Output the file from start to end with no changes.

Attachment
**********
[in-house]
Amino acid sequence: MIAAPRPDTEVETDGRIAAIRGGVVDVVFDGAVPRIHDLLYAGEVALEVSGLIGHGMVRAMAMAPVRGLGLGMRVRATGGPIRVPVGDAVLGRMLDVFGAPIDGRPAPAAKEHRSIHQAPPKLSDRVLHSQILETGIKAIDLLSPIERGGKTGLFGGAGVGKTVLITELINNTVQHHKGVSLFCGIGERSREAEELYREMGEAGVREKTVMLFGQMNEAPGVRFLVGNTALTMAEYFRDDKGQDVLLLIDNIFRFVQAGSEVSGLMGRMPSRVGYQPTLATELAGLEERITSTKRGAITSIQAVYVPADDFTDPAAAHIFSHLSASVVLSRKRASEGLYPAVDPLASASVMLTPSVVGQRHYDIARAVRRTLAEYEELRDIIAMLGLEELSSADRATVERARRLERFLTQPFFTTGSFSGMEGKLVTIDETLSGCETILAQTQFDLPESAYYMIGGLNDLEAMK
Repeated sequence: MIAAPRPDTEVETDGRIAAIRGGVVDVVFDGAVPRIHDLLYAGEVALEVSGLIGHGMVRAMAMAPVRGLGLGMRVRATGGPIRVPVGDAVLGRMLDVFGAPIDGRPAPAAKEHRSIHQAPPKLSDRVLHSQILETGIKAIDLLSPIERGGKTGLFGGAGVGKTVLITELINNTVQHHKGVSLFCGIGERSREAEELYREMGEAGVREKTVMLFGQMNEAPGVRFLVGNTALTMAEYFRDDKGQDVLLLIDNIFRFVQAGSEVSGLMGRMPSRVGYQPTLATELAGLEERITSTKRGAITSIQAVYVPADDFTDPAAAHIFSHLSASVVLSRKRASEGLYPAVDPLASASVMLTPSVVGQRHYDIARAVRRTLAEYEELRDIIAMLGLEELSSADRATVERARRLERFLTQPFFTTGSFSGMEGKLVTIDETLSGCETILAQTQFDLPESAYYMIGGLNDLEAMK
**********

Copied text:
[in-house]
Amino acid sequence: MIAAPRPDTEVETDGRIAAIRGGVVDVVFDGAVPRIHDLLYAGEVALEVSGLIGHGMVRAMAMAPVRGLGLGMRVRATGGPIRVPVGDAVLGRMLDVFGAPIDGRPAPAAKEHRSIHQAPPKLSDRVLHSQILETGIKAIDLLSPIERGGKTGLFGGAGVGKTVLITELINNTVQHHKGVSLFCGIGERSREAEELYREMGEAGVREKTVMLFGQMNEAPGVRFLVGNTALTMAEYFRDDKGQDVLLLIDNIFRFVQAGSEVSGLMGRMPSRVGYQPTLATELAGLEERITSTKRGAITSIQAVYVPADDFTDPAAAHIFSHLSASVVLSRKRASEGLYPAVDPLASASVMLTPSVVGQRHYDIARAVRRTLAEYEELRDIIAMLGLEELSSADRATVERARRLERFLTQPFFTTGSFSGMEGKLVTIDETLSGCETILAQTQFDLPESAYYMIGGLNDLEAMK
Repeated sequence: MIAAPRPDTEVETDGRIAAIRGGVVDVVFDGAVPRIHDLLYAGEVALEVSGLIGHGMVRAMAMAPVRGLGLGMRVRATGGPIRVPVGDAVLGRMLDVFGAPIDGRPAPAAKEHRSIHQAPPKLSDRVLHSQILETGIKAIDLLSPIERGGKTGLFGGAGVGKTVLITELINNTVQHHKGVSLFCGIGERSREAEELYREMGEAGVREKTVMLFGQMNEAPGVRFLVGNTALTMAEYFRDDKGQDVLLLIDNIFRFVQAGSEVSGLMGRMPSRVGYQPTLATELAGLEERITSTKRGAITSIQAVYVPADDFTDPAAAHIFSHLSASVVLSRKRASEGLYPAVDPLASASVMLTPSVVGQRHYDIARAVRRTLAEYEELRDIIAMLGLEELSSADRATVERARRLERFLTQPFFTTGSFSGMEGKLVTIDETLSGCETILAQTQFDLPESAYYMIGGLNDLEAMK